Chasing the Snow: A Meditation on How ‘Compressed Adventure’ Can Be Your Salvation
By Michael Lanza
Zooming down the interstate, with my family in the car and our Nordic skis in the roofbox, I’m reminded of a truism that explains not only our motivation today, but many of life’s turns and frustrations: Sometimes the place where we are and the place where we want to be lie far, far apart.
My wife and kids have hunkered down for the long haul with their books and electronics, settled in for a day trip that will involve about seven hours of driving in exchange for less than half that much time skiing. To our left rise the visual evidence for why we must make this pilgrimage: the Boise Foothills above our home, still brown and virtually devoid of snow, with winter just around the corner. It’s a disheartening sight.
My companions had uttered a few murmurs of skepticism that the payoff will justify the drudgery of so many hours car bound. But we’ve run out of patience waiting for the snow to come to us. So we’re en route to the nearest place with white stuff on the ground and groomed ski trails—Galena Lodge, which sits at the upper end of Idaho’s Wood River Valley, at well over 7,000 feet in the Boulder Mountains.
The phrase for what we’re doing speaks to the desperation implicit in this act: We are chasing the snow. It sounds like both a fool’s mission and divine inspiration—and actually, it has the potential to go either way.
The idea of chasing snow also provides a useful metaphor for a larger, almost constant challenge: fitting the activities that bring us pleasure into lives that can often seem far too overstuffed with responsibilities to accommodate anything more.
The mere thought of making the effort to go after fun when it lies at a distance from you—especially when it involves motivating and moving an entire family—can be the thing that stops us. It’s often not the weather or a lack of enthusiasm about being there once you get there. It’s the organizing and getting-there part that causes inertia. I know: I, too, have on rare occasions suffered from that spirit-killing mental funk. But I prefer to view that attitude in the same way that ancient mariners viewed the unexplored margins of their maps: those areas were labeled with warnings to venture no farther in that direction, for “only dragons dwell here.”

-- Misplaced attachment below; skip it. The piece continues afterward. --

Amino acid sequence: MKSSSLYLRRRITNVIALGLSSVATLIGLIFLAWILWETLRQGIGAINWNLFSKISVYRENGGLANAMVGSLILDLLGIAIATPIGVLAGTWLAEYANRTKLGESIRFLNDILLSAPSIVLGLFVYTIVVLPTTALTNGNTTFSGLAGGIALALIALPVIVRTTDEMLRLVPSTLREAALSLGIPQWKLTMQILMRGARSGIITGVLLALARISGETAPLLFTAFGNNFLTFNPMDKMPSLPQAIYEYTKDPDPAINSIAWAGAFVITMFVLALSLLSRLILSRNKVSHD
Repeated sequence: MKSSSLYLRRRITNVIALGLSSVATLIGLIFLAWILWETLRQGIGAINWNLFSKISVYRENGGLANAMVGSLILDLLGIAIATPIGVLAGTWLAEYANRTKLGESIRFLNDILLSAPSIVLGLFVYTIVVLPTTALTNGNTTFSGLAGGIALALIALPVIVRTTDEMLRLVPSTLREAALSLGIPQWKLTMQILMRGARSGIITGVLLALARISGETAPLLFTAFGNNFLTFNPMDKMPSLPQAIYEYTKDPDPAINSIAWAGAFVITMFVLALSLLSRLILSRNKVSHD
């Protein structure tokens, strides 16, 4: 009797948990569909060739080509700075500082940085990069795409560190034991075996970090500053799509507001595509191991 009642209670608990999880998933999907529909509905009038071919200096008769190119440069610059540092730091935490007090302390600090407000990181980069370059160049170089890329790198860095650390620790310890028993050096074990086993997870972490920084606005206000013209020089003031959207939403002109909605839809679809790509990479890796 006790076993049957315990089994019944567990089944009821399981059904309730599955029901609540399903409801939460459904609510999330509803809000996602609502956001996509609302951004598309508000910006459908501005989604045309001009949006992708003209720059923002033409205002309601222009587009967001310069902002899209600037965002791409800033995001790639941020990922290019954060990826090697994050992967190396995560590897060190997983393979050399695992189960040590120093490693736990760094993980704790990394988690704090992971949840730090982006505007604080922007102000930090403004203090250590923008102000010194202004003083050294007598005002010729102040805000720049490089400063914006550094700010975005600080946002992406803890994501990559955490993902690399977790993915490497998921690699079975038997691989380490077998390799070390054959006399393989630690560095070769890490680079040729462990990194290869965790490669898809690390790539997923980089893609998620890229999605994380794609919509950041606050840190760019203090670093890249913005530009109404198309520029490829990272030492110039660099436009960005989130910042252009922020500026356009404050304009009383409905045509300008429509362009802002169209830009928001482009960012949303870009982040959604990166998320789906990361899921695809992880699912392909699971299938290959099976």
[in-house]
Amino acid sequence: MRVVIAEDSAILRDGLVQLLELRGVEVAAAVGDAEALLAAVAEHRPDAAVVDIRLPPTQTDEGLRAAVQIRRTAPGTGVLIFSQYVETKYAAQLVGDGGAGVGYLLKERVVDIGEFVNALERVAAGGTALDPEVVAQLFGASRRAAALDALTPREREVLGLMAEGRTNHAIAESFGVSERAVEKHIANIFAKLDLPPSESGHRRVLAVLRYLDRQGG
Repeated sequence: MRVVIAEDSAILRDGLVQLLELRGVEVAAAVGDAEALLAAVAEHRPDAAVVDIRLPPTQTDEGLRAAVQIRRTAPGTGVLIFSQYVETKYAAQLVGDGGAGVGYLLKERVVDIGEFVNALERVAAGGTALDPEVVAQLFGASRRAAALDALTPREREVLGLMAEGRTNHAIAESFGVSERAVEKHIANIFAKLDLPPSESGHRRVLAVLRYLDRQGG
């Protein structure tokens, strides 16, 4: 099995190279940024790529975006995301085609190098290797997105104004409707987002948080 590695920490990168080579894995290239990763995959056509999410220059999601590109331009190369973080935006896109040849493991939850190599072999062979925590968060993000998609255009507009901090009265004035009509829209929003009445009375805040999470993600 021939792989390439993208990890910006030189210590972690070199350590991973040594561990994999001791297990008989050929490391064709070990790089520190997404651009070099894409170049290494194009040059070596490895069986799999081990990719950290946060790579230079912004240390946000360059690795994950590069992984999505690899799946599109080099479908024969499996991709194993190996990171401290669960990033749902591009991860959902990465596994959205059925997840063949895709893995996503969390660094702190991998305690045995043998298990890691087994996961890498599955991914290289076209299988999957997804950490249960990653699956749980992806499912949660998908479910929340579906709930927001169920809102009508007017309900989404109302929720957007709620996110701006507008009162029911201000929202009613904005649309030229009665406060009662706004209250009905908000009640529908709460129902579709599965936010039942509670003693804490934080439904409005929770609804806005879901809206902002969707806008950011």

At Galena in early afternoon, the sun shines brilliantly, there’s no wind, the temperature sits in the high 20s, and a thick blanket of clean snow covers the ground. The four of us glide through meadows and pine forest, playing tag on skis, instantly pleased with our decision to be here instead of at home longing to be elsewhere.
Even years before my kids were born, the list of adventures I wanted to do began growing faster than I could tick them off. At some point, I experienced a shocking revelation: I may never get to them all. One of the cruelties of maturing is learning that one life is really a grossly inadequate amount of time.
Having children delivers many rewards, but additional leisure time is not among them—a fact that only compounded my dilemma. I became perhaps a bit obsessive about cramming as much fun as possible into almost every nook and cranny in my life. Fatherhood was actually part of the inspiration behind my discovery of the unobvious but powerful satisfaction in taking really long dayhikes and ultralight backpacking trips on which I’d hike just about as far as I could every day.
I also became a devotee of an approach that, years ago, I gave the name “compressed adventure.” At first blush, it can sound like the philosophy of a madman, but bear with me. I took a secret, slightly weird pride in backpacking trips (many of them solo, go figure) on which the number of miles I hiked exceeded the number of hours I spent in the backcountry, including sleeping time. I cannot estimate the number of times I’ve taken a day trip from home that involved several hours of driving in order to hike or climb or ski for several hours. I had one free day and needed a fix.